The charm of the original, which most critics ignored, though it did well at the box office, is nowhere to be found in this sequel - in favor of a dumbed-down, utterly predictable script. There are three or four funny situations, and a few good jokes, including a hilarious one during Blart's convention speech (a rare highlight of the film). But I can "safely" state, overall, this is a missed opportunity.
But we can't be too surprised. If James and Adam Sandler's Happy Madison team really cared about creating a hit, they would've put more effort into this production and made it a lot sooner (a 2011 release). Instead, this is simply an attempted money grab, and that probably won't work, either.
On The Official LCJ Report Card, "Paul Blart: Mall Cop 2" gets a D+.
“The Longest Ride” is the tenth film adapted from a novel written by romance king Nicholas Sparks. His previous movies have been called sappy, simple and full of coincidences. The same can be said for half of “The Longest Ride”, which lives-up to its title in that, for more than two hours, you basically sit through two movies for the price of one.
The more appealing storyline, commercially, is about two young lovers in present day trying to make their relationship work. Sophia (played by Britt Robertson) is a college senior at a North Carolina university who’s looking forward to her art world internship in NYC beginning in just two months. She meets professional bull rider Luke (played by Scott Eastwood, who does have some resemblance to his famous father, Clint) at a competition, and there's an immediate attraction.
At the end of their first date, Sophia and Luke rescue an older man from his burning car and take him to the hospital. Alan Alda, the biggest name in the cast, plays Ira, who asks Sophia to read him old letters he keeps with him, which he wrote to his wife, Ruth, decades ago.
This flashback device allows us to learn the story of young Ira and Ruth as they were falling in love in the 1940s. Their relationship quickly became complicated, and unlike the story of Luke and Sophia, Ira and Ruth’s journey together is genuinely interesting and emotional, with several powerful moments. Oona Chaplin, as Ruth, gives a deep and convincing performance, with some of the best dialogue and standout scenes.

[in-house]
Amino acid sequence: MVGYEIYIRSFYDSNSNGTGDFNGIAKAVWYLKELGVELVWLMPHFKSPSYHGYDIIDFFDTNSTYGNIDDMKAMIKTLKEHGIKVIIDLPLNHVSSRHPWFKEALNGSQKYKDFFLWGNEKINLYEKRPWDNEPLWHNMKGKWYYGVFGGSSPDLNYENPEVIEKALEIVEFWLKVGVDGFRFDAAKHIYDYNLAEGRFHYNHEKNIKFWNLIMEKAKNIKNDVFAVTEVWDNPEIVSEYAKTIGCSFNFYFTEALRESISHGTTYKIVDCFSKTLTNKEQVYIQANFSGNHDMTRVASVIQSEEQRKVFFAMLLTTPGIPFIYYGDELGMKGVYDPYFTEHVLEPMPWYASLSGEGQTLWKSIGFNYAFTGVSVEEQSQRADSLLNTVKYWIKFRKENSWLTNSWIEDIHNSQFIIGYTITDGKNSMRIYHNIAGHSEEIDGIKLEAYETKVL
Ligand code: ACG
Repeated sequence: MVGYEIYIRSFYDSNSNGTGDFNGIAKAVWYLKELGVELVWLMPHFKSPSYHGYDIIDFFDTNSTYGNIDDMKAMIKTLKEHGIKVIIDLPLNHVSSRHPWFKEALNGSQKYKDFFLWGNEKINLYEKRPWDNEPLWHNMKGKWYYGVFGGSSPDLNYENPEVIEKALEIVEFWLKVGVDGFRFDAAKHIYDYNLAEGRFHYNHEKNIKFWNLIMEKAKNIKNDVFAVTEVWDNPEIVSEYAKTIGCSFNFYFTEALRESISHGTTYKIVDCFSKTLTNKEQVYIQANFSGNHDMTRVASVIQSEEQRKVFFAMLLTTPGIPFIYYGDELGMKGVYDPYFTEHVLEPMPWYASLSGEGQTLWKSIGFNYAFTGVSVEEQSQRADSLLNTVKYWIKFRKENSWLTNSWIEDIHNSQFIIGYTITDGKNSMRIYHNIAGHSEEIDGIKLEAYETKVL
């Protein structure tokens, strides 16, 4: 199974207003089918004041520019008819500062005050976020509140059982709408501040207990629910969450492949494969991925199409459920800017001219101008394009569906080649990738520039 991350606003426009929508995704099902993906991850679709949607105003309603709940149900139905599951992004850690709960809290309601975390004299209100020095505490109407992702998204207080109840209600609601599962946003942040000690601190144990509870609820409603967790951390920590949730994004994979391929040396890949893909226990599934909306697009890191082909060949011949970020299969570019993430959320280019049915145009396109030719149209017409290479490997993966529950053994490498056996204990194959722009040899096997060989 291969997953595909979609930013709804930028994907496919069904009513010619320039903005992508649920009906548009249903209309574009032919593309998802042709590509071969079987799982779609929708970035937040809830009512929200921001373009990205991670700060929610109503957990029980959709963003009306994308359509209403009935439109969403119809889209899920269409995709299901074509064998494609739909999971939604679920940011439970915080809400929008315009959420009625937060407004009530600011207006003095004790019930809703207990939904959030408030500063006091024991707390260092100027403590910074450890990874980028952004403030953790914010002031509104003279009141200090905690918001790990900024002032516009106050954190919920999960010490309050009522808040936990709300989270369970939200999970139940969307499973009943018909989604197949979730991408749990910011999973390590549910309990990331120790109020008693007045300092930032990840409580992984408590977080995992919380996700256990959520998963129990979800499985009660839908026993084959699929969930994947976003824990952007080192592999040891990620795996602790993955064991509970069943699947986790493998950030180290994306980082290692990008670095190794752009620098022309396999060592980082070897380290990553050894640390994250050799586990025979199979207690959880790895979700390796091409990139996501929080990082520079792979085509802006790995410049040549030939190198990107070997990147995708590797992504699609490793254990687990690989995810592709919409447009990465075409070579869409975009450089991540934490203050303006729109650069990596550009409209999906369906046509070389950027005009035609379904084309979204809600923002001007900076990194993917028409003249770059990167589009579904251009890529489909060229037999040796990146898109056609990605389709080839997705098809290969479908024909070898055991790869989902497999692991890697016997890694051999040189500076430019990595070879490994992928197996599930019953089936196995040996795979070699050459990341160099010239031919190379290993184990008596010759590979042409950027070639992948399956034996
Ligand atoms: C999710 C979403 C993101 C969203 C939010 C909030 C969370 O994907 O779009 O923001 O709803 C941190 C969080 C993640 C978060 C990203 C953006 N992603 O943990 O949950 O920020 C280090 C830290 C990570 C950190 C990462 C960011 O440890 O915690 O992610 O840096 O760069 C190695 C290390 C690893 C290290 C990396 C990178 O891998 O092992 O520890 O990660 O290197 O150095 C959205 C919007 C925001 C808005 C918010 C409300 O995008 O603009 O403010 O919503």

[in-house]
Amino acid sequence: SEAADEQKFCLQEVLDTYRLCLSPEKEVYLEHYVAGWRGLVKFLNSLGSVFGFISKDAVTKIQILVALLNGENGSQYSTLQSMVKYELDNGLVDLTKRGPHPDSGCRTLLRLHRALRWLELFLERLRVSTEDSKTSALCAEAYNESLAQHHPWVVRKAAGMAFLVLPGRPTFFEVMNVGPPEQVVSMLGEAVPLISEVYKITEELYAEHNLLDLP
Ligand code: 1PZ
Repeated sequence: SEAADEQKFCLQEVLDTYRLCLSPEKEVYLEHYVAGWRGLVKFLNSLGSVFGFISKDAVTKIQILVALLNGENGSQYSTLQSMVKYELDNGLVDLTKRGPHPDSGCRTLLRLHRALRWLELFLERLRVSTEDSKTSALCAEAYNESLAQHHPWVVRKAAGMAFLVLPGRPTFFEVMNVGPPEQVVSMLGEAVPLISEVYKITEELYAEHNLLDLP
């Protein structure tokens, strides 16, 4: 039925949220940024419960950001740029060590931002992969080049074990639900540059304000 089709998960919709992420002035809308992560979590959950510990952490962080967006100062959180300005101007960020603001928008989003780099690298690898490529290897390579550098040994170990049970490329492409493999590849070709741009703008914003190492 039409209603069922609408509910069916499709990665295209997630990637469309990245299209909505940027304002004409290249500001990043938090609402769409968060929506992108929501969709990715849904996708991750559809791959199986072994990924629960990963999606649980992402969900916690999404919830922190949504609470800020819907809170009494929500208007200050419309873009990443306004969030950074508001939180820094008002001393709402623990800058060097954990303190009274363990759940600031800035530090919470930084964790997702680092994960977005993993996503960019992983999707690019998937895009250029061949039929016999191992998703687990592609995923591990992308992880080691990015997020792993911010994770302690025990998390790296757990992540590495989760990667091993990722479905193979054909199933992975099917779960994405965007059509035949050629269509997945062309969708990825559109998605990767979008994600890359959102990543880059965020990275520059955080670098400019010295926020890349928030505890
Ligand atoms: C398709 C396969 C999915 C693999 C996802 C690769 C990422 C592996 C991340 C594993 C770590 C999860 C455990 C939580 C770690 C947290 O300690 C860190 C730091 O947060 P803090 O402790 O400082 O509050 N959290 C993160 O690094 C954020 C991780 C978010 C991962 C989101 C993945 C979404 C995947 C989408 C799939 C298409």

“The Longest Ride” follows these two parallel stories, with the intersection being Alda, who, at nearly 80, is still as good as ever. Robertson and Eastwood aren’t very strong here, and their scenes are packed with clichés, tons of facial-expression-acting and clumsy circumstances that move this typical Sparks story along. It’s the older and more meaningful romance that saves this film from being a sentimental disaster.
On The Official LCJ Report Card, “The Longest Ride” gets a C. If the final five minutes weren’t so flat-out ridiculous, that grade might've been higher.
"Furious 7" is not nearly as much fun as 2013's "Fast & Furious 6". And star Vin Diesel's prediction of a Best Picture Oscar win will not be coming true. However, it's still good enough, and a fitting farewell to the late Paul Walker.
This seventh edition in the blockbuster franchise is surprisingly serious, with the cloud Walker's November 2013 death as only one of the reasons. The main villain this time is the mysterious man who appeared at the end of "6", Deckard Shaw (played by Jason Statham). He's the brother of Owen Shaw, who was killed by the F&F gang last time. Deckard is out for revenge.
His first target is Hobbs (Dwayne Johnson's screen time is cut in half, but he still brings some much-needed humor). They duke it out in an office, and afterwards, Deckard escapes and Hobbs goes to the hospital. It's there that Hobbs tells Dom (Diesel) about the new Shaw, who is targeting the entire crew.
New to the cast is Kurt Russell as Mr. Nobody, who's looking to help Dom, Brian (Walker) and the others track and take down Shaw in exchange for assistance in finding a computer hacker and her ultimate GPS device. This is only Russell's third movie in eight years and he gives a solid performance as a genuinely interesting character.
"Furious 7" is relentless with the action. There are twenty-minute chunks of shootings, car chases and fist fights. The only two scenes that feature "wow" moments were unfortunately showcased in the trailers, but they still provide some thrills. The story really takes a backseat, though two elements still shine through. They are the evolving relationship between Dom and Letty (Michelle Rodriguez), and Brian trying to adjust to family life with his wife and young son.
Walker's passing hit the cast and crew of "Furious 7" quite hard, particularly longtime friend Diesel, who just named his new daughter, Pauline. I do question director James Wan's decision of leaving-in a brief scene in which Roman (Tyrese Gibson) talks directly to Walker's Brian and says "No more funerals." However, the final five minutes of the film are handled quite well, with a moving tribute to their colleague and friend.
On The Official LCJ Report Card, "Furious 7" gets a B-.